Alberta History, Language and Culture
History of Alberta
First inhabited by the Paleo-Indians more than 10,000 years ago, the first European settlers arrived in Alberta circa 1750. The native population and the new arrivals, mostly either British or French, helped establish the area as a centre for the North American fur trade and trading opportunities ballooned with the arrival of the Canadian National Railway in Alberta in 1883. Within ten years, Alberta's non-native population swelled from about 1,000 to almost 17,500. Alberta was officially declared a province of Canada on 1 September 1905, named after Princess Louise Caroline Alberta (1848-1939), the fourth daughter of Queen Victoria and wife of the Marquess of Lorne, former Governor General of Canada. Edmonton was named its capital city.
The early twentieth century was a period of boom and bust for Alberta as its fortunes followed the seismic economic shifts of the times. After World War II, the region was transformed forever with a major crude oil discovery Leduc, near Edmonton. The oil industry now became the main source of the province's economic prosperity and fuelled the region's urbanisation, as Edmonton and Calgary grew into centres of business and finance.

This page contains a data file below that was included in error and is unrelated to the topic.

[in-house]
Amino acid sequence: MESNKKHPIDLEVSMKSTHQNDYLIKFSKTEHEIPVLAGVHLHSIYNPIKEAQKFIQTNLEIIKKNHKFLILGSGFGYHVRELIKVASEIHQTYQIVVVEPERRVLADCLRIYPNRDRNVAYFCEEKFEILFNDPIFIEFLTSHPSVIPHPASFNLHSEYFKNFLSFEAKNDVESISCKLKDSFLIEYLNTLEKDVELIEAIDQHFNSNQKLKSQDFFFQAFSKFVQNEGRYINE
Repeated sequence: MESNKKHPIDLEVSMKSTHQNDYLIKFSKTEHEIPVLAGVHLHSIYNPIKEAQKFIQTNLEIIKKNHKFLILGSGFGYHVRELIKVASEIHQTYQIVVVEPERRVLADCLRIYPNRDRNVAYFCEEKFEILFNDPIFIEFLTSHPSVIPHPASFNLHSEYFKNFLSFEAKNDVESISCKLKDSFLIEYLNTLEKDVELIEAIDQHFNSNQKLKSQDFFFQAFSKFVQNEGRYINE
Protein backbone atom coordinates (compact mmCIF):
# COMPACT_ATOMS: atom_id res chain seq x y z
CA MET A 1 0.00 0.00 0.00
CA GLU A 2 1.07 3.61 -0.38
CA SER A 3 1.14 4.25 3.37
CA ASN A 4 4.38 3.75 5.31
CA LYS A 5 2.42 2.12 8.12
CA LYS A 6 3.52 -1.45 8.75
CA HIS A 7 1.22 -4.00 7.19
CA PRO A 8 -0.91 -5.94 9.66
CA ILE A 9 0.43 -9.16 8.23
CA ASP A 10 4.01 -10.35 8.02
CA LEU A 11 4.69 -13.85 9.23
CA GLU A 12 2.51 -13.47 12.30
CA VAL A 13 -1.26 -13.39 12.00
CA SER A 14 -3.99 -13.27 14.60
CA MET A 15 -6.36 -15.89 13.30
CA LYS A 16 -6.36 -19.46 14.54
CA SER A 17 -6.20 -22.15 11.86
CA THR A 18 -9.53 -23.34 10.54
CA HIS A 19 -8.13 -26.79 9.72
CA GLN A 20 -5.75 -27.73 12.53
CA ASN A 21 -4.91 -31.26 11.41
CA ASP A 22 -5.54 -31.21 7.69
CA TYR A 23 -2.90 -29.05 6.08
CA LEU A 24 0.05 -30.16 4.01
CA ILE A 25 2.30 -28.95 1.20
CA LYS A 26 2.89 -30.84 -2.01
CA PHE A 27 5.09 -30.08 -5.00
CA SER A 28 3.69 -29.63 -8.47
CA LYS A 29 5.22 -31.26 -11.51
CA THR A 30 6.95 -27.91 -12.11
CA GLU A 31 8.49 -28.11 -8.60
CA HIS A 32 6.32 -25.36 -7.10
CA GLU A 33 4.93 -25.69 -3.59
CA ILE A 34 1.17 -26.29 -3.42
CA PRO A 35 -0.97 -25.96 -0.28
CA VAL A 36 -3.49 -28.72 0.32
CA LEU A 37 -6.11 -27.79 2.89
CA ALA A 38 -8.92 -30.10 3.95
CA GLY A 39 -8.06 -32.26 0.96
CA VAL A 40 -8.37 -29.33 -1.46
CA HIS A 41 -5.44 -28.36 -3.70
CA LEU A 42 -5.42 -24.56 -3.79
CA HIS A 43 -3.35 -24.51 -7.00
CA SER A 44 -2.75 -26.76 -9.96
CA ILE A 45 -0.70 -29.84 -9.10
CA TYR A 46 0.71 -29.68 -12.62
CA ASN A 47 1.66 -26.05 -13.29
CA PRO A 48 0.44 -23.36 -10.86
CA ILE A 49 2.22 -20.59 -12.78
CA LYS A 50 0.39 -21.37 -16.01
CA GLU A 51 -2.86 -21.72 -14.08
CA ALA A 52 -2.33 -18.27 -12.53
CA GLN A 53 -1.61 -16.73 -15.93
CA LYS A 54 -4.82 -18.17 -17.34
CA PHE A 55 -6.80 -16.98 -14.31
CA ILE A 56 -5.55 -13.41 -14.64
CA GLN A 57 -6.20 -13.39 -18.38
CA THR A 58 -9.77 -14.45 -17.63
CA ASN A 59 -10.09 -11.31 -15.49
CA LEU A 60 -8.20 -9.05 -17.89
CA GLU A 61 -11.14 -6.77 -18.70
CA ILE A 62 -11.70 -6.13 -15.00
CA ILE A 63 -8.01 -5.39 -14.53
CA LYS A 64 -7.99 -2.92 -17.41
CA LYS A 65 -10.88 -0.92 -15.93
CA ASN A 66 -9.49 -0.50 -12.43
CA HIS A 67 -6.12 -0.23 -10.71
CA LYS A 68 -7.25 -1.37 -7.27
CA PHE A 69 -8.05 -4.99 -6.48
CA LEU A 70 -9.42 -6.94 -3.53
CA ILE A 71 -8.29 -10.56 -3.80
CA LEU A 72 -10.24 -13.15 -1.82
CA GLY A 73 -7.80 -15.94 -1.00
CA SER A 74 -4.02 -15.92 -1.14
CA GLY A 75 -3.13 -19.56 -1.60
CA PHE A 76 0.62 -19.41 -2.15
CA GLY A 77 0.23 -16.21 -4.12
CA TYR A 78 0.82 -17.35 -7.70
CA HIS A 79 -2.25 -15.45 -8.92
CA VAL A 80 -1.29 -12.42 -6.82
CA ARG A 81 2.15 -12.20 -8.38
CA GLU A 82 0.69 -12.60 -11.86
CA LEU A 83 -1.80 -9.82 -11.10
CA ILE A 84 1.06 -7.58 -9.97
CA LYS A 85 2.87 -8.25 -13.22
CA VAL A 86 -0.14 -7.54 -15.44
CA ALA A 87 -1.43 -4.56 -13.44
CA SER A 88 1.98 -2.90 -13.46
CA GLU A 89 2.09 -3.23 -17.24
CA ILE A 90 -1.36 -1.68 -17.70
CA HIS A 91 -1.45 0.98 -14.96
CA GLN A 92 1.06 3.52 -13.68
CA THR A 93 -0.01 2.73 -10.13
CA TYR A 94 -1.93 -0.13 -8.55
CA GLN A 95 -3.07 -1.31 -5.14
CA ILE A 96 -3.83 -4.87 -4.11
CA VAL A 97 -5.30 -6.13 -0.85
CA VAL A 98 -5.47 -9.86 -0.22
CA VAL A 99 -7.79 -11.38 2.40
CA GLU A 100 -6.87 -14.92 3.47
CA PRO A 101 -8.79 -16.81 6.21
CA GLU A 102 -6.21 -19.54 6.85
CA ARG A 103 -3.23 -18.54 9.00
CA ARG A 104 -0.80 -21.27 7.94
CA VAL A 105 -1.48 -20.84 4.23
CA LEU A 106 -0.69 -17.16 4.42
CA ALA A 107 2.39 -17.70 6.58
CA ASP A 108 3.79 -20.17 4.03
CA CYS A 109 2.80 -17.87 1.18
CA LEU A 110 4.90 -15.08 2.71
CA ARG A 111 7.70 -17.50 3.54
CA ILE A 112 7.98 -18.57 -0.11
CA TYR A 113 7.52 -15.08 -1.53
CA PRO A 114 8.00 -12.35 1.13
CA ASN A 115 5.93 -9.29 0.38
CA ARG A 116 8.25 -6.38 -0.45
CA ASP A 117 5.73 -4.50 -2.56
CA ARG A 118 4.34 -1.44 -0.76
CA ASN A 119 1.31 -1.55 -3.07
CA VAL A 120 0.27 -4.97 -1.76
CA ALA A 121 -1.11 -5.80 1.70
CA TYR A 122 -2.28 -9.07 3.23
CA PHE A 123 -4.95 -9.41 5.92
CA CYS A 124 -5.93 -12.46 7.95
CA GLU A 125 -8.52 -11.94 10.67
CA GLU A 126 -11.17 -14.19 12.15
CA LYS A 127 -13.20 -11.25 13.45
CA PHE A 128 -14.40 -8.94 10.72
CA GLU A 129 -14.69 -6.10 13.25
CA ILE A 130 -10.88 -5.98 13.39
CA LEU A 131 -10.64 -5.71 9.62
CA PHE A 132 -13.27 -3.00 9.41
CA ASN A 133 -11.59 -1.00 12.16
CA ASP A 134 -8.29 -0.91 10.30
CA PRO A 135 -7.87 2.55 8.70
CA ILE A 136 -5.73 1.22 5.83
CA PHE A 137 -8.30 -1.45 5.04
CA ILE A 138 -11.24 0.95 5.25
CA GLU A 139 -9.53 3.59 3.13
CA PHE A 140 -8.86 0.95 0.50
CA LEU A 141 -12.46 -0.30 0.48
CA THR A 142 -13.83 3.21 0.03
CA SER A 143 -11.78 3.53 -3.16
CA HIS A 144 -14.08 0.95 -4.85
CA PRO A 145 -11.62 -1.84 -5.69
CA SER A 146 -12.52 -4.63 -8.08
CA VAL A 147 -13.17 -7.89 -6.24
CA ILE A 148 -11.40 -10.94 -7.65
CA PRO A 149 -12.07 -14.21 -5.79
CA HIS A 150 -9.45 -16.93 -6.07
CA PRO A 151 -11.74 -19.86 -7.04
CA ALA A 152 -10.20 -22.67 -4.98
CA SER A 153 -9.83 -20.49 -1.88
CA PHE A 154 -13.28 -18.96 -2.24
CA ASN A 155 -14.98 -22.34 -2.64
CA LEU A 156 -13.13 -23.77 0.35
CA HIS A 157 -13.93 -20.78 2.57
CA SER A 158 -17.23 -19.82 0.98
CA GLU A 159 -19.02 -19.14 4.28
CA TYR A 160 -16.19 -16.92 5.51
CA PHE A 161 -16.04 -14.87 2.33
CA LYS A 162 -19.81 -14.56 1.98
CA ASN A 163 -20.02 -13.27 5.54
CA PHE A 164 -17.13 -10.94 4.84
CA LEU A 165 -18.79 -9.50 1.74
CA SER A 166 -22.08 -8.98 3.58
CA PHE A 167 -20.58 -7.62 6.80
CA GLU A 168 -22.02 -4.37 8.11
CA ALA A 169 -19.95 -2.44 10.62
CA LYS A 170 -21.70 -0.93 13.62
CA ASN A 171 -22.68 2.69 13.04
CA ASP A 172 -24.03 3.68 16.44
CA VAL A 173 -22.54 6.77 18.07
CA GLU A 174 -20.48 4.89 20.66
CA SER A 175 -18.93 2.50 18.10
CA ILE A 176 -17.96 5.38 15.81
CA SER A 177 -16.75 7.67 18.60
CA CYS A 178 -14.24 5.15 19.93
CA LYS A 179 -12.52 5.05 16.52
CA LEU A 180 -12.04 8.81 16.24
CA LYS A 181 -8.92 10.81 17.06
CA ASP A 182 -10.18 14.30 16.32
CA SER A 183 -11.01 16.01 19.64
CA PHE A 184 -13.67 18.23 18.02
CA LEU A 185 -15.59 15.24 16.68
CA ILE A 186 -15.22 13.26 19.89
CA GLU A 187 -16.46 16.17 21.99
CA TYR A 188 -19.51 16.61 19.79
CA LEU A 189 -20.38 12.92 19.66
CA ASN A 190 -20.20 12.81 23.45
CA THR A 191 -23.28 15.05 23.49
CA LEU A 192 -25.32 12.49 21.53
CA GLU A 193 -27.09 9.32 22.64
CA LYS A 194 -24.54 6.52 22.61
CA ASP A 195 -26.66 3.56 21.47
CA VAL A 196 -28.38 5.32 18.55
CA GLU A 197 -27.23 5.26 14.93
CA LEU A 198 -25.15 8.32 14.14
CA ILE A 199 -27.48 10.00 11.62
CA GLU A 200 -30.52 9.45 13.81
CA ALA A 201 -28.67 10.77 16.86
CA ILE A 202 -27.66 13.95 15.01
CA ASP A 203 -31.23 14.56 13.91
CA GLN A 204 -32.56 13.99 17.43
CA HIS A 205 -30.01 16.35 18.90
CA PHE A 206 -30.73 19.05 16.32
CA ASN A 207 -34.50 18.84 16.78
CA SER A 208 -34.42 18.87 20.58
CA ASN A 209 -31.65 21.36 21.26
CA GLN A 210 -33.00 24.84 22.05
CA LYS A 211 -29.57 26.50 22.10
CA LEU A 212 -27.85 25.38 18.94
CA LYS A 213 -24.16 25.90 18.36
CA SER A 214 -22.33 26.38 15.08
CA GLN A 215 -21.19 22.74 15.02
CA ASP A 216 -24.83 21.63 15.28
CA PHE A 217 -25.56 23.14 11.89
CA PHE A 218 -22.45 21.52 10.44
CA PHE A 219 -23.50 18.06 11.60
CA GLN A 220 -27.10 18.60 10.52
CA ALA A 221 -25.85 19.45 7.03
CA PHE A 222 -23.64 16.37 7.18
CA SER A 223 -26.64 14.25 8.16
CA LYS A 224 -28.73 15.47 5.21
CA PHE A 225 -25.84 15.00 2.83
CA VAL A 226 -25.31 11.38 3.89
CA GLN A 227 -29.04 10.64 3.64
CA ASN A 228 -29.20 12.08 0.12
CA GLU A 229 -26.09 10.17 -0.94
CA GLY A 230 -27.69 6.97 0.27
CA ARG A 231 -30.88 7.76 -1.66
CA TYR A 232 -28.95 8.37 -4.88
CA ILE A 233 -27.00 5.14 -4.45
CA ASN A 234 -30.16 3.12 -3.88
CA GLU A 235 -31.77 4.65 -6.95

Alberta has hosted a number of international sporting events over the years, including the 2005 Grand Prix in Edmonton and the 1988 Winter Olympics in Calgary.
Language in Alberta
Although Canada is officially bilingual (English and French), English is more commonly spoken in Alberta.